In order of joining the lab:
Lucia Prieto-Godino – Group Leader
Lucia obtained a B.A. from the Universidad Autonoma de Madrid in Spain, where she trained with Gonzalo Garcia de Polavieja. After a summer working on vision in box jellyfish in the lab of Dan Nilsson at Lund University in Sweden, she joined Michael Bate‘s group at the University of Cambridge, UK for her PhD, where she studied the embryonic development of the Drosophila olfactory system. For her postdoc she worked on the evolution of olfactory pathways in Drosophila, in the lab of Richard Benton at the University of Lausanne, Switzerland. She has received multiple awards, including the FENS EJN Young Investigator Prize 2018 and the 2018 L’Oreal-UNESCO for women in science Fellowship. In addition to the lab work, Lucia founded and runs TReND (Teaching and Research in Natural Sciences for Development) in Africa, work for which she received the Passion in Science Award 2016.
Alida Avola – PhD student
Alida obtained her BSc in Biomedicine at King’s College London. She developed an interest in neuroscience during her summer internship at the Florey Institute where she gained research experience in Steven Petrou’s laboratory. She then continued working in John Aggleton’s group where she focused on the mechanisms of memory formation in rats. For her bachelor thesis, she worded with Uwe Drescher to characterize zebrafish larvae behavior in a model of autism spectrum disorders. Following her studies, she moved to the Francis Crick Institute to join the visual circuit assembly laboratory with Iris Salecker where she focused on the development of motion detection neurons in Drosophila melanogaster. In the lab, she pursues her scientific interest in circuits assembly by comparing the transcriptomes of multiple Drosophilids to understand how genetic changes can affect the brain circuitry during evolution.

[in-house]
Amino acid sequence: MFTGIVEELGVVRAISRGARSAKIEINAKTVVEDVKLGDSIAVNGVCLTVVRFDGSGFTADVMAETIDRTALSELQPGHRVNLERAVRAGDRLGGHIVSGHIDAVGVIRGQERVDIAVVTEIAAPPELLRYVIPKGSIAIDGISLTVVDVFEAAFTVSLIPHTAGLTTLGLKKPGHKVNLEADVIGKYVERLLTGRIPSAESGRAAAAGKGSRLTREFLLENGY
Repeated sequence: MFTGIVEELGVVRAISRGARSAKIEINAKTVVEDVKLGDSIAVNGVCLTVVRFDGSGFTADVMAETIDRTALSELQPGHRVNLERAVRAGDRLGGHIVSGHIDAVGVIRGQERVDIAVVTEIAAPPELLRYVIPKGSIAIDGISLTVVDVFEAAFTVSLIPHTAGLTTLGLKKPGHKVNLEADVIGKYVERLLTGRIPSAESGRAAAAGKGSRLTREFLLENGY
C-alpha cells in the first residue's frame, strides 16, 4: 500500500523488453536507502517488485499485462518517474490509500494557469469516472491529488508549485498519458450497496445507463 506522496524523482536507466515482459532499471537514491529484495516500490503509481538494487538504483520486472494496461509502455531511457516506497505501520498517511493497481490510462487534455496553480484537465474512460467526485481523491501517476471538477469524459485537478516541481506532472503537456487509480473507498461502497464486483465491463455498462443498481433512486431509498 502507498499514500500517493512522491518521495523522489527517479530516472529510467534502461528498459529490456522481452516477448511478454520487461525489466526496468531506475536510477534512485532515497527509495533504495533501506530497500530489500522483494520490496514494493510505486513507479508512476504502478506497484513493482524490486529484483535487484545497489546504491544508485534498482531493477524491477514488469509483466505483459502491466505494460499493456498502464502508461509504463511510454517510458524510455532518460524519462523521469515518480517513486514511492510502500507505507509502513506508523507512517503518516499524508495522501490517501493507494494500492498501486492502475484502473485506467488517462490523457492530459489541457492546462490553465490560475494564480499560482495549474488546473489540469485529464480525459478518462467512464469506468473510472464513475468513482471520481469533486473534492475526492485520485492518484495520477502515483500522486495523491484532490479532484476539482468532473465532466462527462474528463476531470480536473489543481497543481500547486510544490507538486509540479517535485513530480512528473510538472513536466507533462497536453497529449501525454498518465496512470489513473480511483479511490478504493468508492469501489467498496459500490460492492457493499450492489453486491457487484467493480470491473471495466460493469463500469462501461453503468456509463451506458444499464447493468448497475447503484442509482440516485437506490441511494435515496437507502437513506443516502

Ruairí Roberts – PhD student
Ruairí is a Neuroscience MSci graduate from University College London. During his undergraduate studies he became fascinated by cellular neurobiology, developmental biology and, through a summer project at the Jefferis Lab in Cambridge, Drosophila neurobiology. Since then he has pursued his interests as a Research Assistant in the Drosophila Connectomics team where he had the privilege to explore the olfactory system of a female Drosophila melanogaster brain at an EM scale. He joined the lab in September 2018 as a PhD student. For his PhD studies, he is eager to build upon his previous neuroanatomical experience by comparing the morphology and functional properties of the neural circuitry of multiple Drosophilid species and in so doing hopefully understand something of the principles of how nervous systems can evolve.
Hui Gong – PhD student
Hui graduated from UCL with a MSci Natural Sciences degree where she pursued two streams: Medical Physics and Brain Behaviour and Cognition. Her interests in Neuroscience pushed her to complete a Master’s research project focussed in determining the role of brain capillary pericytes in conditions of stroke, carried out in the lab of David Attwell at UCL. Before that she also had experiences in Molecular Neuroscience and Computational Neuroscience through short internships. As a PhD student in the lab she studies the evolution of odour coding and navegational strategies in closely related Drosophila species.